Since its commencement, the Bush Doctrine, a.k.a. the Global War on Terror (GwoT), has been defined and analysed by reference to military and other violent actions rather than by reference to the lower-profile aspects of global cooperation counter-terrorism strategies. This books aims at addressing the “other” war on terror which moves beyond military campaigns to several multilateral cooperative attempts to fight terrorism. The authors examine the following alternative less-noticed non-military aspects of the war on terror: 1. the campaign against terrorism financing, 2. the ad hoc US-led informal coalition of the willing in the Proliferation Security Initiative, and 3. the cooperation of states and private actors in issues relating to aviation security.
The authors argue for the importance of private actors in global governance as a source of capacity and expertise and make constructive suggestions on policy solutions for global governance frameworks in the “other” war on terror. The book is innovative in the sense that it concentrates on informal means of global governance which may result in the harmonisatition of global risk based standards to the war on terror in areas which are generally under-researched such as civil aviation. The main argument is to move beyond the purely violent and military action against terrorism to a more enhanced forms of international cooperation which has the potential of resulting in the victory of the “other” war on terror.
Following a detailed presentation in chapter one of the adopted theoretical framework, ideas about managing the World Risk Society and global governance literature are examined in chapter two in order to demonstrate ways by which global governance may help to manage risks. Chapter three examines in details the development and activities of the Financial Action Task Force, its mechanisms and processes and assess its effectiveness in reducing terrorism risk. Chapter four focuses on the PSI attempt at counter-proliferation and mitigating the risks.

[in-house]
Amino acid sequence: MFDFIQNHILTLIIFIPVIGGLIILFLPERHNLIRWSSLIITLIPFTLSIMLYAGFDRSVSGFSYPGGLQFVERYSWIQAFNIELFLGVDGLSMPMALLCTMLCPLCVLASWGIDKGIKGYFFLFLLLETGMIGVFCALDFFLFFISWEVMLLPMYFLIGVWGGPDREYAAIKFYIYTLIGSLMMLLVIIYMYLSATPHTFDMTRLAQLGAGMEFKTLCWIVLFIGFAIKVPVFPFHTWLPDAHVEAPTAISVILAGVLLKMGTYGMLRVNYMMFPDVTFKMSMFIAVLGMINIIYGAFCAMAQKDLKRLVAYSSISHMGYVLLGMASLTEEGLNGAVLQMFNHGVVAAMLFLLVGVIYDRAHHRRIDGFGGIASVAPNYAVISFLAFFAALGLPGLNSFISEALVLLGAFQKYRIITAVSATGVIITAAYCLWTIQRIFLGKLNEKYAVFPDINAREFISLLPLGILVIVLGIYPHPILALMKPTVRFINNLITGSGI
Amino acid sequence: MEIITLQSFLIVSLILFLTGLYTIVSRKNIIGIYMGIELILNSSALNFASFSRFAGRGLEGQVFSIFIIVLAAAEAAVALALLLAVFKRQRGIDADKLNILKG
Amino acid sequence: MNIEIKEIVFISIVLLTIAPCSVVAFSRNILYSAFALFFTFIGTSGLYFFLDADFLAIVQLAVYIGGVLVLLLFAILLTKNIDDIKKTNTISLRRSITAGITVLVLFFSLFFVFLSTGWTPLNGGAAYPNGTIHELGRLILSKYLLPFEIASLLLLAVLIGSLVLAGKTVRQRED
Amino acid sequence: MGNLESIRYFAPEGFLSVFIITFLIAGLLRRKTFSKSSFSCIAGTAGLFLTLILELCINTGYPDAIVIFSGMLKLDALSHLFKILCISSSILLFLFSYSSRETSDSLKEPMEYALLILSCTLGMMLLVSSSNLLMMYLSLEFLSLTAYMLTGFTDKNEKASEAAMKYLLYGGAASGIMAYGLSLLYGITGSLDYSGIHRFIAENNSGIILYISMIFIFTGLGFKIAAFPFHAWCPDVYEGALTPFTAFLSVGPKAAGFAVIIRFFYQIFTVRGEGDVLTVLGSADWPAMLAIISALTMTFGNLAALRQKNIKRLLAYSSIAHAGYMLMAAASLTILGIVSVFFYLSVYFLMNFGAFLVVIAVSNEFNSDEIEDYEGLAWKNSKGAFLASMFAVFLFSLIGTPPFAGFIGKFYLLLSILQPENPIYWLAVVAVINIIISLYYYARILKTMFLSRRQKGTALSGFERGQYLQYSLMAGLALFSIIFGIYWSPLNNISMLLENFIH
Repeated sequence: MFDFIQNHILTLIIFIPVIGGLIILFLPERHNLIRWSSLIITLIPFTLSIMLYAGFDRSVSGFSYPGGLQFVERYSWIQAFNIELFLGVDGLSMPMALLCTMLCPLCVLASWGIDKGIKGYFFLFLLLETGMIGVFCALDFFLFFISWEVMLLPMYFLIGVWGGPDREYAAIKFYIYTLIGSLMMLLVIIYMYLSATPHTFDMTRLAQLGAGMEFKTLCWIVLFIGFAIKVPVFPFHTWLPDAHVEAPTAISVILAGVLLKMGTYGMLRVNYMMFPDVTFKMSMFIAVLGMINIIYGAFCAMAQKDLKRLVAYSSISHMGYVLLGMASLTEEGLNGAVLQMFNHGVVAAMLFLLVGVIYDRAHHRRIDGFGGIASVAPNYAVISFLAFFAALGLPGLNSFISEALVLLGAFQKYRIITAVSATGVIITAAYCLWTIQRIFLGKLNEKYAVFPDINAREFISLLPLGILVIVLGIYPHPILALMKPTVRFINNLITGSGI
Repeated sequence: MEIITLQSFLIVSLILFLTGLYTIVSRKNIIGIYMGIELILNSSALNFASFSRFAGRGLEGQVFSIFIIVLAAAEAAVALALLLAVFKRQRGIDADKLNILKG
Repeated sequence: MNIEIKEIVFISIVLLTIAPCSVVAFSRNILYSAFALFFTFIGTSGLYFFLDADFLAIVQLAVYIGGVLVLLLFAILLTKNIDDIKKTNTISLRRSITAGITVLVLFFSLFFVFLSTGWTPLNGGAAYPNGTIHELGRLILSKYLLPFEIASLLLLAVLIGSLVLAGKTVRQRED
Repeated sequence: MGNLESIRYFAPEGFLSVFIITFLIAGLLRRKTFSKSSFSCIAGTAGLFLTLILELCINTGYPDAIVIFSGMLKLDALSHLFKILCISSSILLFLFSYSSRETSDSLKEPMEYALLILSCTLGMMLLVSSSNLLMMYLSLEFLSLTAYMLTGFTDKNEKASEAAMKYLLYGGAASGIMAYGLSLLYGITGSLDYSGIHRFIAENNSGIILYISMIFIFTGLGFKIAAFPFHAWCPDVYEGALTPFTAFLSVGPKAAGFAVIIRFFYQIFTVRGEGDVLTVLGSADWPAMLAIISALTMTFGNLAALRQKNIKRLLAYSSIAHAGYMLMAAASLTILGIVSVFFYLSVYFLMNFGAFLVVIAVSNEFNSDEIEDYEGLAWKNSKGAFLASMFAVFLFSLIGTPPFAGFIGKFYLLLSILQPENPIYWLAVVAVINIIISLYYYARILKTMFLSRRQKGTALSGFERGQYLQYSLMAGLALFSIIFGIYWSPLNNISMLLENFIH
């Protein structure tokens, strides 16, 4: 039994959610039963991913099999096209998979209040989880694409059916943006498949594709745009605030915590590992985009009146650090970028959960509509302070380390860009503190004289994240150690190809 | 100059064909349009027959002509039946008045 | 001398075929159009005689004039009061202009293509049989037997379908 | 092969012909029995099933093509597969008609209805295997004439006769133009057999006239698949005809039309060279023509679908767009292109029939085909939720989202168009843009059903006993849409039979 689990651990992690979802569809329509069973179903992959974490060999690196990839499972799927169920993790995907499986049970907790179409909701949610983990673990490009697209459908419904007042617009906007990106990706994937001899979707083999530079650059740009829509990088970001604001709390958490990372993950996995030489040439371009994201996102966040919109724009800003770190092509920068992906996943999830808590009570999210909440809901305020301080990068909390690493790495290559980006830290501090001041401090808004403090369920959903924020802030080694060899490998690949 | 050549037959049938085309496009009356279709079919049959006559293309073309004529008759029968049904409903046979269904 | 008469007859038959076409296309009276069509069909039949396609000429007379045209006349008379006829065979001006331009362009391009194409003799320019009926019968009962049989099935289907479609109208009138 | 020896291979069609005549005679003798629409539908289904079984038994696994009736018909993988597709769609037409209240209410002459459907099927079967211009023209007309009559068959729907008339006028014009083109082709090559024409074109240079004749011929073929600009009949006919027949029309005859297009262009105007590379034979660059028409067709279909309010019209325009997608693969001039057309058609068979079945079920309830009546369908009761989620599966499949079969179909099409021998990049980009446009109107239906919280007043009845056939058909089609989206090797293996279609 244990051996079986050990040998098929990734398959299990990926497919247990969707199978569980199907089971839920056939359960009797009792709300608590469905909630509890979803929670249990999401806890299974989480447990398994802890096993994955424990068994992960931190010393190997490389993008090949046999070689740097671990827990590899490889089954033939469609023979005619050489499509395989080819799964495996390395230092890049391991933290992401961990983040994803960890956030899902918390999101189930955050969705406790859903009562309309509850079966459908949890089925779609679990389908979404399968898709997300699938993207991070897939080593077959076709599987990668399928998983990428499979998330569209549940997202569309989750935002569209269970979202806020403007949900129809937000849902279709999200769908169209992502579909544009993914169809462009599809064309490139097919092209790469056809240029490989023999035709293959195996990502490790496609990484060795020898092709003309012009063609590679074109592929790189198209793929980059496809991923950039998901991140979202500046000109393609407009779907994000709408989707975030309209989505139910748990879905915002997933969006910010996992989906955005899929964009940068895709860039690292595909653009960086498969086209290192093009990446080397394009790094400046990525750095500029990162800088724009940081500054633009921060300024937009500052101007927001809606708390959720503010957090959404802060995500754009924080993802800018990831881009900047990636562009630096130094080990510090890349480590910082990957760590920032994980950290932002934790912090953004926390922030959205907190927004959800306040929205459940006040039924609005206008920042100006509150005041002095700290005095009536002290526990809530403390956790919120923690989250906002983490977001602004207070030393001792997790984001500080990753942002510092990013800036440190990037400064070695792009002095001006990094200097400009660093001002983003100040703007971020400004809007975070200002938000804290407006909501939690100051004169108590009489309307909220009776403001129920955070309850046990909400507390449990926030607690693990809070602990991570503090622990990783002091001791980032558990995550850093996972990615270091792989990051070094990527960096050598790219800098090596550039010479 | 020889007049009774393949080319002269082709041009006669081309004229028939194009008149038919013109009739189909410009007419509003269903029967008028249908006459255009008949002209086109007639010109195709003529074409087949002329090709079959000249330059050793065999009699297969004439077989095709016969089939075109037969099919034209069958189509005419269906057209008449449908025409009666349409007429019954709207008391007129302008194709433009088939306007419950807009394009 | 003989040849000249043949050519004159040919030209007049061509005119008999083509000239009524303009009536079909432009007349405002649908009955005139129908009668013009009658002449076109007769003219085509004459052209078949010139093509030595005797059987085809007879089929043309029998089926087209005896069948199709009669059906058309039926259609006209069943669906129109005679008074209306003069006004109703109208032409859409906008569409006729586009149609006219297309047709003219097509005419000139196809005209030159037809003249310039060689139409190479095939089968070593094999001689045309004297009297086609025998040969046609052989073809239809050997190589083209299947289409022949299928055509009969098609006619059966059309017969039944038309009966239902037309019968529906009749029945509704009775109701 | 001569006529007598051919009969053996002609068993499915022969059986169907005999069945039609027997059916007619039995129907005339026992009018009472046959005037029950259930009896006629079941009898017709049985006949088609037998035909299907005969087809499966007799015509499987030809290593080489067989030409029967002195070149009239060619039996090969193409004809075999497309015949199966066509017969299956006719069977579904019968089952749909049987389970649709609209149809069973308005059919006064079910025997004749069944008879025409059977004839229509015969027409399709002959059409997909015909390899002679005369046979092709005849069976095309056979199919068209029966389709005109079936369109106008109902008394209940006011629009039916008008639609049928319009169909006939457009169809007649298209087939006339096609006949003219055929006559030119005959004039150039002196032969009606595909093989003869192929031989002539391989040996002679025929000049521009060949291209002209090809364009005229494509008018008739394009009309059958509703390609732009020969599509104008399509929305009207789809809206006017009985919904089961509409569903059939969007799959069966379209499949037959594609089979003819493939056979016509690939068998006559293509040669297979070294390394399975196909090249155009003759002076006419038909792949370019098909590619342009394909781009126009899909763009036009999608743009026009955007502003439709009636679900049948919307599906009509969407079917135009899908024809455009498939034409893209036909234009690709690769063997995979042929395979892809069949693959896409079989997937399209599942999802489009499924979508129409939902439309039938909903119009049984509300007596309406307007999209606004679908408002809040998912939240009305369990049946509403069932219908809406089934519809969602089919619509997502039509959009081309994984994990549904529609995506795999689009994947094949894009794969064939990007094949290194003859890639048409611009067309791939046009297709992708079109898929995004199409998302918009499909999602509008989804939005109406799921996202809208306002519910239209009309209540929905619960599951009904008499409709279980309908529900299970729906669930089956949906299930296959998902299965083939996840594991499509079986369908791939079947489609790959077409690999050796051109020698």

It demonstrates another dimension and manifestation of the wide spectrum and range of cooperative global governance efforts against terrorism, in terms of reducing the risks of terrorist obtaining weapons of mass destruction. The contemporary terrorism threat and the likelihood of terrorists getting access to weapons of mass destruction make the contribution significant and timely.
Chapter five looks at the role of private non-state actors in global aviation security, such as the global airline association IATA. The aviation case study demonstrate how private sector involvement might contribute to the fight against terrorism and the chapter highlights the fact that the managing of global transnational security risks needs to be extended beyond merely states alone to incorporate a range of non-state actors public and private at global, national and sub-national levels.
Chapters four and five are presented as empirical studies along with justified explanations as to the selection of the cases under investigation. Chapter five is quite innovative in the sense that it approaches civil aviation as an issue for global governance and demonstrates that global terrorist risk to aviation security demands a global response to manage it. Thus, it reinforces the importance of non-military aspects which have so far been underestimated. Interestingly, the authors are concerned with initiatives developed outside the UN framework which constitutes a distinctive feature of the book. The final chapter highlights some of the implications associated with the “other war” on terror and the legality implications that may arise from it.
The book contributes to the policy and academic debates on the war on terror and it could be of interest to students of international relations and political studies. It has a clear layout and is written in an accessible manner for students and academics alike. This is an innovative book in its approach and subject matter and offers a fresh perspective on issues generally overlooked by the literature.